Entrepreneurship doesn’t end at the startup of a company. Millions of people launch new companies, but only a select few grow them past just a few people, and fewer yet into industry-leading organizations. One obvious example of this is Starbucks. There are thousands of coffee shops around the country, but Starbucks turned its one storefront in Seattle into an empire of 21,366 stores around the world over the course of just a few decades.

Why don’t all the other coffee shops make it as big as Starbucks, or even past a few locations? Because growth post-startup is eventually more difficult and complex than the challenge of starting the organization.

As you grow — or, as we call it, scale up — your businesses, you must shake the startup mentality and focus on a few specific areas:

1. People. In order to scale up your business, you must first look at your people. Are you attracting “A” players? Are your current team members happy in their roles? Would you rehire all of them if given the opportunity? If you answered any of these questions “no,” you need to change your hiring process and engage and grow your existing talent.

Create a job scorecard, detailing the job candidate’s purpose, desired outcomes of his or her work and specific skills required to excel in the position. Immediately weed out applicants who don’t fit the requirements presented in the scorecard. In the interview, ask probing questions to uncover behavioral and performance patterns that will likely repeat themselves in your workplace. The old adage “hire slow and fire fast” is so very true.

Once you have top talent, make sure that you keep them. Set clear expectations of the position from the get-go, and always show appreciation for great work. Develop your team members into leaders themselves by coaching them and playing to their strengths. Not doing this is one of the biggest barriers to growth.

2. Strategy. When scaling up your business, you must have a strong sense of what your organization is and where it is going. What are your core values? What is your core purpose? Make sure that these are established and everyone in the organization understands them. These are the foundation of your company.

Once these are established, it’s time to think about how you will move your company out of its startup phase. You must determine a path that your company will take to achieve its industry-dominating status. Meet with senior leadership on a weekly basis to discuss these strategies, and make sure that your entire team is involved in executing them.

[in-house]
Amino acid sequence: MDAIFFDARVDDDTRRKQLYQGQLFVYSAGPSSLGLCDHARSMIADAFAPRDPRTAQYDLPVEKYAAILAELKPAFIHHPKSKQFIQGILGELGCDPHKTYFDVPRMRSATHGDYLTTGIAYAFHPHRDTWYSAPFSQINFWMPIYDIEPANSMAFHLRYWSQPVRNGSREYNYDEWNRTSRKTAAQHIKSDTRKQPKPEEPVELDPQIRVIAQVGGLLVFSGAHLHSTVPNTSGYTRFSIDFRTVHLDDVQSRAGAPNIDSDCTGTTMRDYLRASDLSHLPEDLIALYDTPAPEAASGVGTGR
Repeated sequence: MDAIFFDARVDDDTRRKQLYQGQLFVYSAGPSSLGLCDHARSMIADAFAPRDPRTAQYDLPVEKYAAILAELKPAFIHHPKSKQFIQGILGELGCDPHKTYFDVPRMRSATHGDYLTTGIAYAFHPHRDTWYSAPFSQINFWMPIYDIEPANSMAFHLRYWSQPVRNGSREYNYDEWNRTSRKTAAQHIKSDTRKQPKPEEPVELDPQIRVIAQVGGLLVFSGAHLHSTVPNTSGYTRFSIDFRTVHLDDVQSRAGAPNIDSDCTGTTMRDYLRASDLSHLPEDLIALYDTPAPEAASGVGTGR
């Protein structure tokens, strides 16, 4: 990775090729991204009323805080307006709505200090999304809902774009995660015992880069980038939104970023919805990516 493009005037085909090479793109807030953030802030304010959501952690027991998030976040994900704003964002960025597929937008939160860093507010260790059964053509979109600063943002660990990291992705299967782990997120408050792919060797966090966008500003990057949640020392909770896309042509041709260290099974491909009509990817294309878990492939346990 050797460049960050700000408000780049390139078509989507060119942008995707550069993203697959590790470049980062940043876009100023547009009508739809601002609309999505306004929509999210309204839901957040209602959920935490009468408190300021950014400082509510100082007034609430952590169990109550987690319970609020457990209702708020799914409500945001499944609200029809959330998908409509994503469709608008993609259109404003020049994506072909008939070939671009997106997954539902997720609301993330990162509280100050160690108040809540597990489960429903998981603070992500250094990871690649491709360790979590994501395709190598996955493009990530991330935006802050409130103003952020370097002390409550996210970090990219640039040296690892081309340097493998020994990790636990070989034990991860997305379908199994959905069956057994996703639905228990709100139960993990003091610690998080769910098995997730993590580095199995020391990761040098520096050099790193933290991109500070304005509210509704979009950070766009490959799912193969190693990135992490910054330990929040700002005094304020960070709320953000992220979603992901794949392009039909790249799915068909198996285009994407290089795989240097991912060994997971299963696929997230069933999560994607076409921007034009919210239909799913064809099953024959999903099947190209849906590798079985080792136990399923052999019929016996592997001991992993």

3. Execution. The key to growing a startup into an industry-leading enterprise is to execute flawlessly. This requires the entire team to be focused on a specific set of priorities, and for these priorities to be clearly understood throughout the company. Everyone should be involved and contributing to the growth of the company.

In order to do this, follow strict meeting rhythms. This will establish alignment and bring focus throughout the organization. Provide brief updates in daily huddles, report the status of quarterly priorities in weekly meetings and create goals for the next quarter in quarterly planning meetings.

4. Cash. Growth costs cash, and the faster you grow, the more cash you need. Therefore, find ways to reduce your cash conversion cycle (CCC), or the amount of time it takes for a dollar spent to make it back into your bank account. Having an understanding of how cash moves through the organization will allow you to improve the cash flow of the company, and ultimately give you the cash to fuel the growth of your organization.

To learn more about building your company into an industry-dominating business, I highly recommend reading the book “Scaling Up,” written by Gazelles CEO and Entrepreneurs’ Organization founder Verne Harnish. This book goes more in depth about the four focus areas noted above and shares the practical tools and techniques to help leaders scale their businesses.

This story was originally published in The Tennessean.